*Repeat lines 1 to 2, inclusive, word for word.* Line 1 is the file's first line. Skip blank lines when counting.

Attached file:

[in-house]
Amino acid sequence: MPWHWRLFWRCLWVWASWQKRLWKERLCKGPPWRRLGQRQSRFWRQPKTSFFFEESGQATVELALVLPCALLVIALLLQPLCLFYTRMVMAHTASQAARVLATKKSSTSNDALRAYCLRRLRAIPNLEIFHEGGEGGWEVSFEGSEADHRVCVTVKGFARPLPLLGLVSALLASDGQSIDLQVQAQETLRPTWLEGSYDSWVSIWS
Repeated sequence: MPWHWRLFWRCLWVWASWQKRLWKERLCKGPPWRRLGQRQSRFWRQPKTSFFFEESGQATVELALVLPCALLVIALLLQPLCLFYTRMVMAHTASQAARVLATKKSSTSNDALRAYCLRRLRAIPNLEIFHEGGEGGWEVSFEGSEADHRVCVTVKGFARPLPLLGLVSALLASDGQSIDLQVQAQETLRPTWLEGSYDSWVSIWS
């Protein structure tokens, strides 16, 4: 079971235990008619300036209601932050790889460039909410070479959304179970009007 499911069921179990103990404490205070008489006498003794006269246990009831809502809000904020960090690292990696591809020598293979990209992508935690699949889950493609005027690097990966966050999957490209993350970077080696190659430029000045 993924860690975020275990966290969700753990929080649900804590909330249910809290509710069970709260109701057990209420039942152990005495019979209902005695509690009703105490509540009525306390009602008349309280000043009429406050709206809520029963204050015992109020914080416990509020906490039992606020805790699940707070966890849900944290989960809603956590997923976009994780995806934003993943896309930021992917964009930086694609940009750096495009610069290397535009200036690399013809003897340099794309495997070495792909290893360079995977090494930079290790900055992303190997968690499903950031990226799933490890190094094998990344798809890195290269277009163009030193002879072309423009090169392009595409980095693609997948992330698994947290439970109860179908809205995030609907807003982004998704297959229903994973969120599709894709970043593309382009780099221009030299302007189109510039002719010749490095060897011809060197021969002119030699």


[in-house]
Amino acid sequence: MPWHWRLFWRCLWVWASWQKRLWKERLCKGPPWRRLGQRQSRFWRQPKTSFFFEESGQATVELALVLPCALLVIALLLQPLCLFYTRMVMAHTASQAARVLATKKSSTSNDALRAYCLRRLRAIPNLEIFHEGGEGGWEVSFEGSEADHRVCVTVKGFARPLPLLGLVSALLASDGQSIDLQVQAQETLRPTWLEGSYDSWVSIWS